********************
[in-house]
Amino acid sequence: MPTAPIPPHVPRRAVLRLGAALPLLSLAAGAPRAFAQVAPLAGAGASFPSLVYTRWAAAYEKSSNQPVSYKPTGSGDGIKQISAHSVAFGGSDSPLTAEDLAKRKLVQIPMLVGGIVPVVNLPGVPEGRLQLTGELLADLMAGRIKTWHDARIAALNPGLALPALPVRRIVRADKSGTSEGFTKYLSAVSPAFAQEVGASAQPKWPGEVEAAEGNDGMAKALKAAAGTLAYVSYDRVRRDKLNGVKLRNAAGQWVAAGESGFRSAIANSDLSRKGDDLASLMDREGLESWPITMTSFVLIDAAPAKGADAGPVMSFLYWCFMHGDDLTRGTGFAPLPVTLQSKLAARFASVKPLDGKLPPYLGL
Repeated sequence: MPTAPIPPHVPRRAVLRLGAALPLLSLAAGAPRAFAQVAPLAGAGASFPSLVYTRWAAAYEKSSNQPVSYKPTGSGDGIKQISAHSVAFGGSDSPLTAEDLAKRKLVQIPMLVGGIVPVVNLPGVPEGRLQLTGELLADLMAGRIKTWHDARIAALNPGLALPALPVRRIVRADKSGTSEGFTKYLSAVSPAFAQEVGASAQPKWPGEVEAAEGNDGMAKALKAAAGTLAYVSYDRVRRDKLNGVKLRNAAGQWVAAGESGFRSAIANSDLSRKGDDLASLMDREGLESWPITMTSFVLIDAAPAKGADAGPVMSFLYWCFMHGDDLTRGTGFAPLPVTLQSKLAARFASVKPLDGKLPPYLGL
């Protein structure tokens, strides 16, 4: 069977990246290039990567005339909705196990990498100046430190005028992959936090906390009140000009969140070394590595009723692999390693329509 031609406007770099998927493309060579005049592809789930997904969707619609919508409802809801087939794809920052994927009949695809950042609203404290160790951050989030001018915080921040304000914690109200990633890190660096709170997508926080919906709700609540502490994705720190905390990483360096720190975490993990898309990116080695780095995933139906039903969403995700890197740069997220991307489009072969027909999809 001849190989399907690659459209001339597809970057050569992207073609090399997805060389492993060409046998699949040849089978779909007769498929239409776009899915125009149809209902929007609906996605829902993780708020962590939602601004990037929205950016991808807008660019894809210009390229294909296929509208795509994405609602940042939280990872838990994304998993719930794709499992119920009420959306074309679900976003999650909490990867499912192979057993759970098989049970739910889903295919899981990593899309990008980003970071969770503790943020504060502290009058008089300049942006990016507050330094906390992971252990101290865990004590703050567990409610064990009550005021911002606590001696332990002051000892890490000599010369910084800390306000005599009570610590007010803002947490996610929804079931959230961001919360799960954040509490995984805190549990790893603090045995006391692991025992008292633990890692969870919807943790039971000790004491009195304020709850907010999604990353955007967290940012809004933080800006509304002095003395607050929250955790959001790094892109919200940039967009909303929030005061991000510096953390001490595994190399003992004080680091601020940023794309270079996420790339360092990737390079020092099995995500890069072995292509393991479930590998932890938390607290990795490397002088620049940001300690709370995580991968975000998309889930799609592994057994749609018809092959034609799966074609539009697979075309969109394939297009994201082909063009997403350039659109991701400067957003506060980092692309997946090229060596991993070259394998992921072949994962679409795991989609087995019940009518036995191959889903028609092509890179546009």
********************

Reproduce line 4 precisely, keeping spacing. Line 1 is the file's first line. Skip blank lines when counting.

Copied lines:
């Protein structure tokens, strides 16, 4: 069977990246290039990567005339909705196990990498100046430190005028992959936090906390009140000009969140070394590595009723692999390693329509 031609406007770099998927493309060579005049592809789930997904969707619609919508409802809801087939794809920052994927009949695809950042609203404290160790951050989030001018915080921040304000914690109200990633890190660096709170997508926080919906709700609540502490994705720190905390990483360096720190975490993990898309990116080695780095995933139906039903969403995700890197740069997220991307489009072969027909999809 001849190989399907690659459209001339597809970057050569992207073609090399997805060389492993060409046998699949040849089978779909007769498929239409776009899915125009149809209902929007609906996605829902993780708020962590939602601004990037929205950016991808807008660019894809210009390229294909296929509208795509994405609602940042939280990872838990994304998993719930794709499992119920009420959306074309679900976003999650909490990867499912192979057993759970098989049970739910889903295919899981990593899309990008980003970071969770503790943020504060502290009058008089300049942006990016507050330094906390992971252990101290865990004590703050567990409610064990009550005021911002606590001696332990002051000892890490000599010369910084800390306000005599009570610590007010803002947490996610929804079931959230961001919360799960954040509490995984805190549990790893603090045995006391692991025992008292633990890692969870919807943790039971000790004491009195304020709850907010999604990353955007967290940012809004933080800006509304002095003395607050929250955790959001790094892109919200940039967009909303929030005061991000510096953390001490595994190399003992004080680091601020940023794309270079996420790339360092990737390079020092099995995500890069072995292509393991479930590998932890938390607290990795490397002088620049940001300690709370995580991968975000998309889930799609592994057994749609018809092959034609799966074609539009697979075309969109394939297009994201082909063009997403350039659109991701400067957003506060980092692309997946090229060596991993070259394998992921072949994962679409795991989609087995019940009518036995191959889903028609092509890179546009």